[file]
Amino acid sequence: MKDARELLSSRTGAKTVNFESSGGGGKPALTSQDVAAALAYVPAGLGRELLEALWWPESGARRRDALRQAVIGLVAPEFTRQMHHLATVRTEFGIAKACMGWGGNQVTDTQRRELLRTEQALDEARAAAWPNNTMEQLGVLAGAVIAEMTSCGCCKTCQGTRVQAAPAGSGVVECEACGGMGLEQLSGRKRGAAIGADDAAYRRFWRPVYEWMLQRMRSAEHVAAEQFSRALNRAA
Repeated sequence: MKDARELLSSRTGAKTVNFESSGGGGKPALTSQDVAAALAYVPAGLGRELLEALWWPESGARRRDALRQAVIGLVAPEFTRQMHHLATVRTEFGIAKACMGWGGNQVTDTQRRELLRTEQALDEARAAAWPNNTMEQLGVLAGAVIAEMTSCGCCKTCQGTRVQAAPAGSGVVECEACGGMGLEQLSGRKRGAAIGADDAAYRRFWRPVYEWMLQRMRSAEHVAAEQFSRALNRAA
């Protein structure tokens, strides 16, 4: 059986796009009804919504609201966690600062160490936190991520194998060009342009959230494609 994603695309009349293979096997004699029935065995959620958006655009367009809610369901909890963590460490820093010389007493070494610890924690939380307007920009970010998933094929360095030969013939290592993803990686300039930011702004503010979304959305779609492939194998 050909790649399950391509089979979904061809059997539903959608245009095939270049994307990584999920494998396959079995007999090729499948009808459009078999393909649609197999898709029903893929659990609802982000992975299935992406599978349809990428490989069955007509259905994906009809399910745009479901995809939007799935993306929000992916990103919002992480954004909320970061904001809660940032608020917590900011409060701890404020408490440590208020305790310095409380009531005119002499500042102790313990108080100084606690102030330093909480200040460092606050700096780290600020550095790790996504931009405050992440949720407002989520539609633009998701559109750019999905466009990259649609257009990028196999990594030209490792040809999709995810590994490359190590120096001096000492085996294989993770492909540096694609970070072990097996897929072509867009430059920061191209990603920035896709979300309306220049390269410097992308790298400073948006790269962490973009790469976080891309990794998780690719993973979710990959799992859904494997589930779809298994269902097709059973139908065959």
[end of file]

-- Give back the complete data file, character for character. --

Amino acid sequence: MKDARELLSSRTGAKTVNFESSGGGGKPALTSQDVAAALAYVPAGLGRELLEALWWPESGARRRDALRQAVIGLVAPEFTRQMHHLATVRTEFGIAKACMGWGGNQVTDTQRRELLRTEQALDEARAAAWPNNTMEQLGVLAGAVIAEMTSCGCCKTCQGTRVQAAPAGSGVVECEACGGMGLEQLSGRKRGAAIGADDAAYRRFWRPVYEWMLQRMRSAEHVAAEQFSRALNRAA
Repeated sequence: MKDARELLSSRTGAKTVNFESSGGGGKPALTSQDVAAALAYVPAGLGRELLEALWWPESGARRRDALRQAVIGLVAPEFTRQMHHLATVRTEFGIAKACMGWGGNQVTDTQRRELLRTEQALDEARAAAWPNNTMEQLGVLAGAVIAEMTSCGCCKTCQGTRVQAAPAGSGVVECEACGGMGLEQLSGRKRGAAIGADDAAYRRFWRPVYEWMLQRMRSAEHVAAEQFSRALNRAA
């Protein structure tokens, strides 16, 4: 059986796009009804919504609201966690600062160490936190991520194998060009342009959230494609 994603695309009349293979096997004699029935065995959620958006655009367009809610369901909890963590460490820093010389007493070494610890924690939380307007920009970010998933094929360095030969013939290592993803990686300039930011702004503010979304959305779609492939194998 050909790649399950391509089979979904061809059997539903959608245009095939270049994307990584999920494998396959079995007999090729499948009808459009078999393909649609197999898709029903893929659990609802982000992975299935992406599978349809990428490989069955007509259905994906009809399910745009479901995809939007799935993306929000992916990103919002992480954004909320970061904001809660940032608020917590900011409060701890404020408490440590208020305790310095409380009531005119002499500042102790313990108080100084606690102030330093909480200040460092606050700096780290600020550095790790996504931009405050992440949720407002989520539609633009998701559109750019999905466009990259649609257009990028196999990594030209490792040809999709995810590994490359190590120096001096000492085996294989993770492909540096694609970070072990097996897929072509867009430059920061191209990603920035896709979300309306220049390269410097992308790298400073948006790269962490973009790469976080891309990794998780690719993973979710990959799992859904494997589930779809298994269902097709059973139908065959």